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In fact, the IAEA report has now brought the Iranian problem to a crisis level. CNN quotes one expert, Geneive Abdo, Iran analyst with The Century Foundation, who believes that a “dangerous turning point” has been reached:
“I think the only move is to have some sort of dialogue with Iran. Whether over Afghanistan or over its nuclear program, the parties have to come back to the negotiating table,” she said. “Because the silence is very dangerous. Also, the Iranians, I believe, really believe that there could be an attack now, and they feel completely under siege.”
“Historically, the way Iran reacts to pressure is more aggression,” and President Mahmoud Ahmadinejad has made clear he reacts that way as well, Abdo said.
The US would lead the effort for an additional round of sanctions at the UN, but most diplomats hold out little hope that they would alter Iran’s path. Instead, the Obama administration may go it alone or engage its friends and allies in imposing their own, tougher sanctions on Iran. But the same problems present themselves in such a multi-lateral effort; Russia and China would ignore the restrictions and continue to trade with Tehran. One possible target might be the Iranian central bank that deals with other international banks around the world. Restricting Iran’s access to foreign capital would cause the regime some difficulty in the import-export sector.
Despite clear evidence that sanctions won’t stop Tehran from developing a weapon, they will be tried because the alternative — military action — would only delay Iran’s drive for a bomb for three years at most. That’s been a consistent assessment from the Pentagon and CIA for three years now. And an invasion coupled with regime change would have very little support in the US, as well as giving no guarantee that the next Iranian regime wouldn’t pursue nuclear weapons as well. Also, the sites that would be targeted are spread out all over the country and many are underground and hidden.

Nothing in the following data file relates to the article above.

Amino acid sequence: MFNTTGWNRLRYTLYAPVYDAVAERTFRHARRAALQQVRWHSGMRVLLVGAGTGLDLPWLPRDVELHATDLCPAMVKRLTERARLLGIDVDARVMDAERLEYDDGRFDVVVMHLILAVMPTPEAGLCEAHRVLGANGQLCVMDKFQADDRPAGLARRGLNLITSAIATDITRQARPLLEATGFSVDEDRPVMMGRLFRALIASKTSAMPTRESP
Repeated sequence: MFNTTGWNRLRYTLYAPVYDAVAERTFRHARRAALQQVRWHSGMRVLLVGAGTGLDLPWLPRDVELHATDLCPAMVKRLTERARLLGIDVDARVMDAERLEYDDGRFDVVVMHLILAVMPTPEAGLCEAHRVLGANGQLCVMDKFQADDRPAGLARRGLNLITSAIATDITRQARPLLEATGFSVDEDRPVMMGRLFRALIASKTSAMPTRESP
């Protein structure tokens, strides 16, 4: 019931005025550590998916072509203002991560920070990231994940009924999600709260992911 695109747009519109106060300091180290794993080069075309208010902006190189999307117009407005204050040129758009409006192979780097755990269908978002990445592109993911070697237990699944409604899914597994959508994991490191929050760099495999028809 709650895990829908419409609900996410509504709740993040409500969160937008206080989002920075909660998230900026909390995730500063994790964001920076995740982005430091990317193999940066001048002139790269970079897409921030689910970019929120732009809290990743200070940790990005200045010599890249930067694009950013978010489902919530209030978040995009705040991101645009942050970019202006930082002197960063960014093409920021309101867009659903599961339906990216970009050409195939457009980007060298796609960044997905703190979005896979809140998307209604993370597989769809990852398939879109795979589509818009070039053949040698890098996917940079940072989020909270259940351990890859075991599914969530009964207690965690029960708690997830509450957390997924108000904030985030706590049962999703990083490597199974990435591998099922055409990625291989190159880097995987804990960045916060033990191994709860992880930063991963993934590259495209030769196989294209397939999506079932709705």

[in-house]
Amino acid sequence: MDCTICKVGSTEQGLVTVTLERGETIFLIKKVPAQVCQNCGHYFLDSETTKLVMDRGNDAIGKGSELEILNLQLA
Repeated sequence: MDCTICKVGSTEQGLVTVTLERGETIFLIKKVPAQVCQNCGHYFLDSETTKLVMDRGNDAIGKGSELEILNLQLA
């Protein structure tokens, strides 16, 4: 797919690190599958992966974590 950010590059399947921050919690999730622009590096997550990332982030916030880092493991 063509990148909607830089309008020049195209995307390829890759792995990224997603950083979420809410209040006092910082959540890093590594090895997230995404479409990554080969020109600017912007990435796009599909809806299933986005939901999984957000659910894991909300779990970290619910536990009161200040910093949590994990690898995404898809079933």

The Israeli air force would have a difficult mission if it were tasked with bombing Iranian nuclear sites. Difficult – but not impossible. The flights would necessarily be long, with some of the flight path over the territory of states not likely to grant overflight permission. Would the US assist the Israelis by taking out Iranian air defenses, or perhaps even join in a strike on the nuclear sites? If the Israelis is going to go ahead and bomb Iran, there are some who believe we may as well assist them because Iran is going to blame us anyway. More likely, any US administration will do all in its power to dissuade the Israelis from striking. The consequences from skyrocketing oil prices, to probable proxy attacks on our troops and bases in the region would not be worth the small gain in time — if any time is to be gained at this point — in delaying the Iranian quest for a bomb.
The options are all unacceptable — but so is Iran getting the bomb.
This suggests the nearly unthinkable: would Israel use tactical nuclear weapons to destroy Iranian nuclear facilities? The idea has been examined by the Center for Strategic and International Studies (CSIS) who said in a report that “some believe that nuclear weapons are the only weapons that can destroy targets deep underground or in tunnels.” Israel, which denies it possesses nuclear weapons, would almost certainly refrain from using them — unless it felt it had no choice and that Iran was preparing a strike against the country.
Whatever Israel decides, it will be soon. The IAEA report clearly shows that time has run out and the world is faced with a stark choice: try to delay or destroy the Iranian nuclear program or learn to live with a nuclear Iran.
Both options carry with them great risk and little or no reward.
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